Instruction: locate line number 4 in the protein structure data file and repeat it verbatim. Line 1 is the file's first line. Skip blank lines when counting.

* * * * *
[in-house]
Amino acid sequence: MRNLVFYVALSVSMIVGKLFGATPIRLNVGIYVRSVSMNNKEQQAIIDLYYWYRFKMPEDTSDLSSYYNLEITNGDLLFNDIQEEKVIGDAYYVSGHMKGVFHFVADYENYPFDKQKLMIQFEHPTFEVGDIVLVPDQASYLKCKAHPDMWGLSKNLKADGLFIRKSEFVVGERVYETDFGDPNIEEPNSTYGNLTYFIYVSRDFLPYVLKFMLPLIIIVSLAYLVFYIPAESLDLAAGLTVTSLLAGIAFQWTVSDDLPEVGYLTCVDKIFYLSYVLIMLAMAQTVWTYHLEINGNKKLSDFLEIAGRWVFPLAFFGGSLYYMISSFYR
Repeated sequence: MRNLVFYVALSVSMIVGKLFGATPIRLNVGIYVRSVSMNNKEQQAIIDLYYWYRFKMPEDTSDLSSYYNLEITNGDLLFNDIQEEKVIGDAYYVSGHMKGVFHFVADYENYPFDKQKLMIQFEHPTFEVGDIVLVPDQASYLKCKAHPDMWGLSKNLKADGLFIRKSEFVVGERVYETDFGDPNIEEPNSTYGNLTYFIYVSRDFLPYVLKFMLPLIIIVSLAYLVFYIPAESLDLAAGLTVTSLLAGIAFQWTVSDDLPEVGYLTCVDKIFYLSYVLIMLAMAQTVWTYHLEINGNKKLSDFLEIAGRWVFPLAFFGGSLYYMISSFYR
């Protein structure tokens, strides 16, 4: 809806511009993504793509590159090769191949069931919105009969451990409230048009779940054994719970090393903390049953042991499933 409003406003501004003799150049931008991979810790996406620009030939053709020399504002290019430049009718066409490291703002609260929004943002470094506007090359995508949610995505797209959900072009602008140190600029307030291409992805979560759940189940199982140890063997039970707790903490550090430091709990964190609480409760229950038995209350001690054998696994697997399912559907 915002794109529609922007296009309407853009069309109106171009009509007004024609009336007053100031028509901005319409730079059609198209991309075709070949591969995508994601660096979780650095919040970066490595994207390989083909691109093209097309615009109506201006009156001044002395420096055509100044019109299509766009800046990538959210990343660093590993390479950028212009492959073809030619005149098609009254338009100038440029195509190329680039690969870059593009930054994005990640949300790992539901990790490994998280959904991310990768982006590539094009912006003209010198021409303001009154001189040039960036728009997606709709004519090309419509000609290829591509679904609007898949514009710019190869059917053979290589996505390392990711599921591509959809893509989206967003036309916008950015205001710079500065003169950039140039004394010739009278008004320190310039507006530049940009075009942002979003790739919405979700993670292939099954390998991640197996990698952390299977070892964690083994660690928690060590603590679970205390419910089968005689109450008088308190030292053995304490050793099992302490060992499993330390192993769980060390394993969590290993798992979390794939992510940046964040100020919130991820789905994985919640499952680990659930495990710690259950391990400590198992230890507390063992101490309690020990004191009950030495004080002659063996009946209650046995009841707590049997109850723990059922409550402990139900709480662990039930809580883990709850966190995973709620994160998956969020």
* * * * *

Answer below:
């Protein structure tokens, strides 16, 4: 809806511009993504793509590159090769191949069931919105009969451990409230048009779940054994719970090393903390049953042991499933 409003406003501004003799150049931008991979810790996406620009030939053709020399504002290019430049009718066409490291703002609260929004943002470094506007090359995508949610995505797209959900072009602008140190600029307030291409992805979560759940189940199982140890063997039970707790903490550090430091709990964190609480409760229950038995209350001690054998696994697997399912559907 915002794109529609922007296009309407853009069309109106171009009509007004024609009336007053100031028509901005319409730079059609198209991309075709070949591969995508994601660096979780650095919040970066490595994207390989083909691109093209097309615009109506201006009156001044002395420096055509100044019109299509766009800046990538959210990343660093590993390479950028212009492959073809030619005149098609009254338009100038440029195509190329680039690969870059593009930054994005990640949300790992539901990790490994998280959904991310990768982006590539094009912006003209010198021409303001009154001189040039960036728009997606709709004519090309419509000609290829591509679904609007898949514009710019190869059917053979290589996505390392990711599921591509959809893509989206967003036309916008950015205001710079500065003169950039140039004394010739009278008004320190310039507006530049940009075009942002979003790739919405979700993670292939099954390998991640197996990698952390299977070892964690083994660690928690060590603590679970205390419910089968005689109450008088308190030292053995304490050793099992302490060992499993330390192993769980060390394993969590290993798992979390794939992510940046964040100020919130991820789905994985919640499952680990659930495990710690259950391990400590198992230890507390063992101490309690020990004191009950030495004080002659063996009946209650046995009841707590049997109850723990059922409550402990139900709480662990039930809580883990709850966190995973709620994160998956969020």